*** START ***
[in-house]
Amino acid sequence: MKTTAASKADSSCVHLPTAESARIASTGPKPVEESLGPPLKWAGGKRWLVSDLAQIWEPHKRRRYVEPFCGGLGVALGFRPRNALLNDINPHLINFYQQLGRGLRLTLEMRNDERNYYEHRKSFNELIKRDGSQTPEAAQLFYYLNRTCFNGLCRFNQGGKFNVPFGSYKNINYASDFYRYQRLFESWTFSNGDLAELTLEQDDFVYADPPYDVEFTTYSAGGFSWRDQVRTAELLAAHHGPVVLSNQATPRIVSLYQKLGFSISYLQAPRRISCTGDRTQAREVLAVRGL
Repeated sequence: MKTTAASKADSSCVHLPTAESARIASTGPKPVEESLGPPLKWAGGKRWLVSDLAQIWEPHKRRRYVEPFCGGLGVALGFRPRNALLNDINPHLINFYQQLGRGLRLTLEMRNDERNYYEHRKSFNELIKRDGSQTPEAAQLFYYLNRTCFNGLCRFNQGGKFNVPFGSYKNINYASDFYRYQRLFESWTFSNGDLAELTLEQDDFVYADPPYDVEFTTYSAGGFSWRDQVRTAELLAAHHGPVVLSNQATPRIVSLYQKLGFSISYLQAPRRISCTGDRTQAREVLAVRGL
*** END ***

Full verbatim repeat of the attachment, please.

[in-house]
Amino acid sequence: MKTTAASKADSSCVHLPTAESARIASTGPKPVEESLGPPLKWAGGKRWLVSDLAQIWEPHKRRRYVEPFCGGLGVALGFRPRNALLNDINPHLINFYQQLGRGLRLTLEMRNDERNYYEHRKSFNELIKRDGSQTPEAAQLFYYLNRTCFNGLCRFNQGGKFNVPFGSYKNINYASDFYRYQRLFESWTFSNGDLAELTLEQDDFVYADPPYDVEFTTYSAGGFSWRDQVRTAELLAAHHGPVVLSNQATPRIVSLYQKLGFSISYLQAPRRISCTGDRTQAREVLAVRGL
Repeated sequence: MKTTAASKADSSCVHLPTAESARIASTGPKPVEESLGPPLKWAGGKRWLVSDLAQIWEPHKRRRYVEPFCGGLGVALGFRPRNALLNDINPHLINFYQQLGRGLRLTLEMRNDERNYYEHRKSFNELIKRDGSQTPEAAQLFYYLNRTCFNGLCRFNQGGKFNVPFGSYKNINYASDFYRYQRLFESWTFSNGDLAELTLEQDDFVYADPPYDVEFTTYSAGGFSWRDQVRTAELLAAHHGPVVLSNQATPRIVSLYQKLGFSISYLQAPRRISCTGDRTQAREVLAVRGL